Household consumption increases

Household final consumption expenditure increased 0.6% in the first quarter, following a 0.5% gain in the fourth quarter of 2015. Outlays on goods grew 1.1%, as semi-durable goods (+1.9%), durable goods (+1.1%) and non-durable goods (+0.8%) all rose. Outlays on services increased 0.2%.

Expenditures on transport advanced 1.2%, as spending associated with the operation of transport equipment, such as gasoline, repairs and other vehicle expenses, rose 1.8%. Clothing and footwear expenses increased 2.8%, while spending on electricity, natural gas, propane and other fuels decreased 1.4%, partly as a result of unseasonably warm weather in some parts of the country.

Spending on insurance and financial services was up 0.8% for the quarter.

Expenditures by Canadians abroad fell 4.3%, influenced by a depreciation in the exchange rate relative to the US dollar.

Further declines in business investment

Investment in non-residential structures decreased 3.7%, continuing the downward trend seen over the previous five quarters. Lower investment in engineering structures (-4.3%) largely contributed to the decline in the first quarter, due to weakened investment activity in the oil and gas sector, which was affected by lower oil prices. Business investment in non-residential buildings (-1.9%) also continued to fall.

Business outlays on machinery and equipment fell 0.7%, in tandem with decreasing imports. This was the fifth consecutive quarterly decline, with aircraft and other transportation equipment (-13.7%) and industrial machinery and equipment (-1.9%) leading the decrease.

Business investment in intellectual property products was down 1.4%, as software fell 1.8% and research and development dropped 1.2%. Mineral exploration investment edged down 0.1%, following larger declines throughout 2015.

Business inventories drawn down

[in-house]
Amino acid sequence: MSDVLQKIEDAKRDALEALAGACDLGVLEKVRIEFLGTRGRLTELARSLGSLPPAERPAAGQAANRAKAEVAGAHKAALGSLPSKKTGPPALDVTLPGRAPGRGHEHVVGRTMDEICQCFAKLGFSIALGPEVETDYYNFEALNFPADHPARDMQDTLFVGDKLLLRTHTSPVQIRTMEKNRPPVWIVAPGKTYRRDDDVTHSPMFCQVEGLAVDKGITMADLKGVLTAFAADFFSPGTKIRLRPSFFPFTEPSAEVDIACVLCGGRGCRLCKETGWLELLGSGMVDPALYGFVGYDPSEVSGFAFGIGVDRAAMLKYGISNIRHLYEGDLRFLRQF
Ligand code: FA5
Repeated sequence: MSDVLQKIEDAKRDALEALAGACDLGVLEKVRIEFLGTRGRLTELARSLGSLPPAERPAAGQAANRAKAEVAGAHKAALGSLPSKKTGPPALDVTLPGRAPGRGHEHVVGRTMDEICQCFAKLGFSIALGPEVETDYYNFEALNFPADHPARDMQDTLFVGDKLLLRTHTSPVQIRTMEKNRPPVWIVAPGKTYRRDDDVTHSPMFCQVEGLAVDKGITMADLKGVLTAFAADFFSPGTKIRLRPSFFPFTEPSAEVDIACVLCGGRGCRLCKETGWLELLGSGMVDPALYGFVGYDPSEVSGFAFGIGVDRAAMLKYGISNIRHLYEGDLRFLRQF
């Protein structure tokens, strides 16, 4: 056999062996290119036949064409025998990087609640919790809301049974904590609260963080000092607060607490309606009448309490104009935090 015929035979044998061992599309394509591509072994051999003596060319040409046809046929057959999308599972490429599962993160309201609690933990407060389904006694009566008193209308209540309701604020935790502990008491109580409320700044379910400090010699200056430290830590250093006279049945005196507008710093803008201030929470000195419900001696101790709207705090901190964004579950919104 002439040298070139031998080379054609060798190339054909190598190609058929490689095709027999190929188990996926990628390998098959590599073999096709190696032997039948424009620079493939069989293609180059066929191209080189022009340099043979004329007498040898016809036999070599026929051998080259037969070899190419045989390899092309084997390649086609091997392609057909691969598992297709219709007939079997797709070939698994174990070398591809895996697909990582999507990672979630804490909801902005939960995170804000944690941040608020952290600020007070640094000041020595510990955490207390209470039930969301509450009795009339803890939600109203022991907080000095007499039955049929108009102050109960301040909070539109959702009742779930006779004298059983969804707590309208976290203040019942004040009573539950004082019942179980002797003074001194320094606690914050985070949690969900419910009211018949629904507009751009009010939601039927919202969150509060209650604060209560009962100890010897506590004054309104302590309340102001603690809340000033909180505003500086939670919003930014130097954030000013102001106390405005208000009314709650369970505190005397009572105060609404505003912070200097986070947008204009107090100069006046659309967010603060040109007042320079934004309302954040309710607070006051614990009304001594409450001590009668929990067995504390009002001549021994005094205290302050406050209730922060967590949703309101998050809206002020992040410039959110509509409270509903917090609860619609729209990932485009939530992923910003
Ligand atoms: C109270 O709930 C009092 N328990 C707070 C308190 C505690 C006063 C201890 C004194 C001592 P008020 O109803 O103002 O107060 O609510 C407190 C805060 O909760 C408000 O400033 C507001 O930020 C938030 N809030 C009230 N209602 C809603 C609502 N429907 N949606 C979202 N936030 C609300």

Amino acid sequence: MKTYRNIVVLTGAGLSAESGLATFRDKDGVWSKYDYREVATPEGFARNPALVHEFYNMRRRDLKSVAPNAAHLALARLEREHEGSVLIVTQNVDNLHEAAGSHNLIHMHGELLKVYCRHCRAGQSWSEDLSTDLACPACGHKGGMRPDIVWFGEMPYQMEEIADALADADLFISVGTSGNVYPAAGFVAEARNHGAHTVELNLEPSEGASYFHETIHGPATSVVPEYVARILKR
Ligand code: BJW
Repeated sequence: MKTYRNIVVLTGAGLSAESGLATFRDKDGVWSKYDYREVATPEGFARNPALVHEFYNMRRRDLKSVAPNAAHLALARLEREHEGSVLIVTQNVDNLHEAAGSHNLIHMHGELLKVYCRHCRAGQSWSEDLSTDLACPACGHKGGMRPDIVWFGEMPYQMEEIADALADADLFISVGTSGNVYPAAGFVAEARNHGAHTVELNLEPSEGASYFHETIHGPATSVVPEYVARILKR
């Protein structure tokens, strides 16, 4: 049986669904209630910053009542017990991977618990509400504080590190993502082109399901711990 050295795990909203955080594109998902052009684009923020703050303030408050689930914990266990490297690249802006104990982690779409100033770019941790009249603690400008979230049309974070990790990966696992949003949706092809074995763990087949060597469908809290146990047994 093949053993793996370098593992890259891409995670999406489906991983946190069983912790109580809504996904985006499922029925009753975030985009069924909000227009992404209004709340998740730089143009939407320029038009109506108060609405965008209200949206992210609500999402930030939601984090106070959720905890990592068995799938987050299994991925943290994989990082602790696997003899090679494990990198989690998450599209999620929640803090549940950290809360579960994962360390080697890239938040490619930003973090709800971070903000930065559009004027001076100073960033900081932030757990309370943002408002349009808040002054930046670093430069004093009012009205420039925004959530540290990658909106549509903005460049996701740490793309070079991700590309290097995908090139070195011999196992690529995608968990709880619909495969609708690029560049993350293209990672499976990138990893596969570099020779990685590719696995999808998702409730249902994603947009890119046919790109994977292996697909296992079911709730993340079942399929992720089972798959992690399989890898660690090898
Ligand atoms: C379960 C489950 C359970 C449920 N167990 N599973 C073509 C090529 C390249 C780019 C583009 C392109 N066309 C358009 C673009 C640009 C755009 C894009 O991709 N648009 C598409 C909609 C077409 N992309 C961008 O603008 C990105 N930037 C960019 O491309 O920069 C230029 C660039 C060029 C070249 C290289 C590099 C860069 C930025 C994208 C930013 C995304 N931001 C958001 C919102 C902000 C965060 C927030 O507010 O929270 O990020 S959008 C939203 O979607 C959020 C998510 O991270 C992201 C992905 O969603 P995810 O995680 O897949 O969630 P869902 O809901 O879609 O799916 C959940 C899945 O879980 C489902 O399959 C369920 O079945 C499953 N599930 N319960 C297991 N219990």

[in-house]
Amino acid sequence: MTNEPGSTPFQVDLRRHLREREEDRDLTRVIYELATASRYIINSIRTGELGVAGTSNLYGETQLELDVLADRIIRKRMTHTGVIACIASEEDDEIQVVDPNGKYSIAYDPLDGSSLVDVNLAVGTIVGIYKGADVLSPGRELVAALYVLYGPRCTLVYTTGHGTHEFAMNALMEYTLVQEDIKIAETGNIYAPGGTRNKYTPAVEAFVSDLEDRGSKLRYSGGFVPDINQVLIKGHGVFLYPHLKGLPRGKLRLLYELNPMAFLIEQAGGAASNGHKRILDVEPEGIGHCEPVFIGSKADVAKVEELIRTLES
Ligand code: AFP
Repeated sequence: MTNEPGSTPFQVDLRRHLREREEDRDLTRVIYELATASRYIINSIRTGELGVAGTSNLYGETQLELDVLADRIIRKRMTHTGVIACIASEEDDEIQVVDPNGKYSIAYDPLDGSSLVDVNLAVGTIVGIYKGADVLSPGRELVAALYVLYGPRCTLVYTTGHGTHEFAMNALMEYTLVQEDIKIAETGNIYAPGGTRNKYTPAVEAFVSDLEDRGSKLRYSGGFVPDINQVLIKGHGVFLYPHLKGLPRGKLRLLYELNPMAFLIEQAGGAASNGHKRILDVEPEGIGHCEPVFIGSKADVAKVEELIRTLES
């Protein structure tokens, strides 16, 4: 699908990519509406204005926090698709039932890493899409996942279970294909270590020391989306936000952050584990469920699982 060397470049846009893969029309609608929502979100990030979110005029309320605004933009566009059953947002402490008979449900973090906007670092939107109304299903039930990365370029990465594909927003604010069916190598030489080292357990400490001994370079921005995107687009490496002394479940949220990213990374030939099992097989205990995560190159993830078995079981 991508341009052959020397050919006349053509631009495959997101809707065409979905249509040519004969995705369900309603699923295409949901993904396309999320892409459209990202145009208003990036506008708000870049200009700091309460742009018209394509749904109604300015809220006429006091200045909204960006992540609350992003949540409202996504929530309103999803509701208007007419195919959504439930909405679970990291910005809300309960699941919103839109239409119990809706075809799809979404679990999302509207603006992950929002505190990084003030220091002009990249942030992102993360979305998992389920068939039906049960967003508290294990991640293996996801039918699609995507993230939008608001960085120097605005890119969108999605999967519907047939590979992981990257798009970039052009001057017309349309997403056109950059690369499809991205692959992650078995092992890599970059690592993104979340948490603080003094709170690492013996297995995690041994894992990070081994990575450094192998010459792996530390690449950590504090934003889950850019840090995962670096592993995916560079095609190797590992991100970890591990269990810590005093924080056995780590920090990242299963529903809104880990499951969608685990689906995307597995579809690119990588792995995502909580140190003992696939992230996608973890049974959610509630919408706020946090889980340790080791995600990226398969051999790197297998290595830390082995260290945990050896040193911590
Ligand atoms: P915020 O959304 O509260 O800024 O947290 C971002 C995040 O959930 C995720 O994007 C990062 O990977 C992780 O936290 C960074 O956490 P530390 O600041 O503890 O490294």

Non-farm inventories were reduced by a further $7.2 billion in the first quarter, after a withdrawal of $4.8 billion in the previous quarter. This resulted mainly from a continued drawdown in motor vehicle inventories. Farm inventories were reduced for a ninth consecutive quarter.

Retailers' inventories of durable goods declined $3.4 billion, mainly as a result of lower stocks of motor vehicles (-$2.5 billion). Wholesalers' inventories of non-durable goods were up $1.7 billion in the first quarter. Manufacturers' inventories of non-durable goods increased $2.3 billion.

The economy-wide stock-to-sales ratio edged down in the first quarter.

Real gross national income declines

Real gross national income, a measure of the purchasing power of productive income earned by Canadian residents, retreated 0.4%, following a flat fourth quarter.

Export prices fell 2.5%, while import prices declined at a slower rate (-0.4%), resulting in weakened terms of trade. The price of final domestic demand rose 0.3%, while the GDP implicit price index, representing the overall price of goods and services produced in Canada, declined 0.3% in the first quarter, pulled down by price declines in oil and natural gas.

Household disposable income advances